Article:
Arabinoxylan is taken by mouth for heart disease, constipation, diabetes, prediabetes, metabolic syndrome, and weight loss, but there is no good scientific evidence to support these uses.
How does it work ?
Uses & Effectiveness
Insufficient Evidence for
- Diabetes. Early research shows that eating food fortified with arabinoxylan for 5 weeks lowers blood sugar levels and insulin levels in people with type 2 diabetes. It also seems to improve blood sugar control.
- Prediabetes. Early research shows that eating food fortified with arabinoxylan for 6 weeks lowers blood sugar levels and levels of a bloodfat called triglycerides.
- A grouping of symptoms that increase the risk of diabetes, heart disease, and stroke (metabolic syndrome). Early research shows that eating a diet containing arabinoxylan does not seem to improve blood sugar or cholesterol levels in most people with metabolic syndrome.
- Heart disease.
- Weight loss.
- Other conditions.
Special Precautions and Warnings
Diabetes: Arabinoxylan might lower blood sugar levels in people with diabetes. Monitor blood sugar levels closely. Doses of conventional antidiabetes medications may need adjustment.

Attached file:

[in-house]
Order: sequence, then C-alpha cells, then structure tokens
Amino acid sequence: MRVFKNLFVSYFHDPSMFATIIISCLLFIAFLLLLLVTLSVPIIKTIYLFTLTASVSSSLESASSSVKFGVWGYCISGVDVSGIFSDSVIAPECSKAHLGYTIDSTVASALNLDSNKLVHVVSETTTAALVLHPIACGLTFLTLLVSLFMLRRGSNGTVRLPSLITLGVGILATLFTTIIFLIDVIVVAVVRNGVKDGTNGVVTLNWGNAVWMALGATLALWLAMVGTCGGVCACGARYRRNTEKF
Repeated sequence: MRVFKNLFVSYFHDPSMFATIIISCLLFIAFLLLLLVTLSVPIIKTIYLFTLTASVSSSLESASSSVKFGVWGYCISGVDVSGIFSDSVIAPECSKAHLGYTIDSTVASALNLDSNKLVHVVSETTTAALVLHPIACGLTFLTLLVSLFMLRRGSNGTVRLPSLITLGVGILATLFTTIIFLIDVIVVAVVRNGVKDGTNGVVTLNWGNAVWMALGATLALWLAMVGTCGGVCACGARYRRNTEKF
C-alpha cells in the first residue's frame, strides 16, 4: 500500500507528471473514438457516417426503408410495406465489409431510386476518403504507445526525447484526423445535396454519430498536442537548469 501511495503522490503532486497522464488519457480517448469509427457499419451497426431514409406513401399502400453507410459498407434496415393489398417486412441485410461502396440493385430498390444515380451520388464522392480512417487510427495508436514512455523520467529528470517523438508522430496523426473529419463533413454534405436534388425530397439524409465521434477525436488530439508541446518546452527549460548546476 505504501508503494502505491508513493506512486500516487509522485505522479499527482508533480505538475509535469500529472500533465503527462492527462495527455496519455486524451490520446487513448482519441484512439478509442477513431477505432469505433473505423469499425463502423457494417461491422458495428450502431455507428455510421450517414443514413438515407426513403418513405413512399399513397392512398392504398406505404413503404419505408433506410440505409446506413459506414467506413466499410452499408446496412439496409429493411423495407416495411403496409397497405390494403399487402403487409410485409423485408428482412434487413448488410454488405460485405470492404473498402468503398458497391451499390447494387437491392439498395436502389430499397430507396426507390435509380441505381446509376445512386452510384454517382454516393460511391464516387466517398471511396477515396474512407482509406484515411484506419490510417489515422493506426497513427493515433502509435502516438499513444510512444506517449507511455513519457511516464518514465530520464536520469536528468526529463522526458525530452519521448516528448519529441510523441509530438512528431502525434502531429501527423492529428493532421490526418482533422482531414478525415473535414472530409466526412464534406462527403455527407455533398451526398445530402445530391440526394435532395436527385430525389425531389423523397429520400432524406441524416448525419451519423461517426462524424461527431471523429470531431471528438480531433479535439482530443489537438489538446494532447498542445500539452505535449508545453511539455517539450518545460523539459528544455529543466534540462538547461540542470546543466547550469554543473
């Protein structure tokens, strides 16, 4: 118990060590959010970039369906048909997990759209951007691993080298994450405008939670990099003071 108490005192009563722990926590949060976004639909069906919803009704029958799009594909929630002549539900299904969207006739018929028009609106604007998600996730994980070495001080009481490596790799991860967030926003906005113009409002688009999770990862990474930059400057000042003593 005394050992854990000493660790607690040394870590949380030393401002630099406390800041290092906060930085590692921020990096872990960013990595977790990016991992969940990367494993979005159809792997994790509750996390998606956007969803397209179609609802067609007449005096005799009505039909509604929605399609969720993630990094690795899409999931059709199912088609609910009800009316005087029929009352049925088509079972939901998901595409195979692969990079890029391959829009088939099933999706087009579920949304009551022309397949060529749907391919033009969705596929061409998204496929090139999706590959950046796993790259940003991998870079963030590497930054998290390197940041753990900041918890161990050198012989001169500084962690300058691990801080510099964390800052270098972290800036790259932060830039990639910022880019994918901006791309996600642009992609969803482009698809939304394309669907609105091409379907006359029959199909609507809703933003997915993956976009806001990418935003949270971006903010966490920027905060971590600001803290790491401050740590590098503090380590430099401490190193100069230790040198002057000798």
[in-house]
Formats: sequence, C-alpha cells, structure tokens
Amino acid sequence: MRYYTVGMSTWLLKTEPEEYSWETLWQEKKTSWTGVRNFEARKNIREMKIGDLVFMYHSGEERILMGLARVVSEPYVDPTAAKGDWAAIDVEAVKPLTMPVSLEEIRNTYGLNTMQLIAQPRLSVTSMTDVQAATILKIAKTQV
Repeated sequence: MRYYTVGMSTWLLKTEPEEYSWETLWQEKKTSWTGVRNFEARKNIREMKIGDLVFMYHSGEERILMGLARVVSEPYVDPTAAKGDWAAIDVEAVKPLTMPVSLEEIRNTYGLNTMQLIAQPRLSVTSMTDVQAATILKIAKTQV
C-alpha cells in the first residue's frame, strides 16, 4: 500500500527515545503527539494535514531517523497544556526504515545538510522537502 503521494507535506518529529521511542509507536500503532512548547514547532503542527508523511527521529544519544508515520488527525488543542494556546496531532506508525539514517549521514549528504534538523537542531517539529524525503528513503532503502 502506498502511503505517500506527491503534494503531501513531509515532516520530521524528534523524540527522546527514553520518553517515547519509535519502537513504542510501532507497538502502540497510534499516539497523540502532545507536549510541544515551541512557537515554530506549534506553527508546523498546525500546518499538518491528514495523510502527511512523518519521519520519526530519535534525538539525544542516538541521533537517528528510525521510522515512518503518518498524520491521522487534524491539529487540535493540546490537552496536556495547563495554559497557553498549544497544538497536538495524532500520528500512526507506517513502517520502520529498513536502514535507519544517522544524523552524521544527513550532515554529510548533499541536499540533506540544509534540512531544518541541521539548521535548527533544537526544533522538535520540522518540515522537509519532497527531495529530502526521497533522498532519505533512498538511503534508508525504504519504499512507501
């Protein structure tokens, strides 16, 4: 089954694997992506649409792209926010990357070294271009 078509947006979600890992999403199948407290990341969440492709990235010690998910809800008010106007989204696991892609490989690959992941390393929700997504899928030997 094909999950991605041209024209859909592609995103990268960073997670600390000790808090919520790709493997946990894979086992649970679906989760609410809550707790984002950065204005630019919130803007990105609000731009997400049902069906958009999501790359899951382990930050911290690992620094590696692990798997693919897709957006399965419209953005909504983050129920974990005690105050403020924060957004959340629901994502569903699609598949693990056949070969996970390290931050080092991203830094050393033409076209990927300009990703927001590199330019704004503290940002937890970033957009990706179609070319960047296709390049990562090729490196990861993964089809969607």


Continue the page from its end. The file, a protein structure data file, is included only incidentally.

Surgery: Arabinoxylan might affect blood sugar levels. There is concern that arabinoxylan might affect blood sugar control during and after surgery. Stop taking arabinoxylan at least 2 weeks before a scheduled surgery.
Medications for diabetes (Antidiabetes drugs) interacts with ARABINOXYLAN
Arabinoxylan might decrease blood sugar. Diabetes medications are also used to lower blood sugar. Taking arabinoxylan along with diabetes medications might cause your blood sugar to go too low. Monitor your blood sugar closely. The dose of your diabetes medication might need to be changed.
Some medications used for diabetes include glimepiride (Amaryl), glyburide (DiaBeta, Glynase PresTab, Micronase), insulin, pioglitazone (Actos), rosiglitazone (Avandia), chlorpropamide (Diabinese), glipizide (Glucotrol), tolbutamide (Orinase), and others.
Be cautious with this combination
CONDITIONS OF USE AND IMPORTANT INFORMATION: This information is meant to supplement, not replace advice from your doctor or healthcare provider and is not meant to cover all possible uses, precautions, interactions or adverse effects. This information may not fit your specific health circumstances. Never delay or disregard seeking professional medical advice from your doctor or other qualified health care provider because of something you have read on WebMD. You should always speak with your doctor or health care professional before you start, stop, or change any prescribed part of your health care plan or treatment and to determine what course of therapy is right for you.
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© Therapeutic Research Faculty 2020.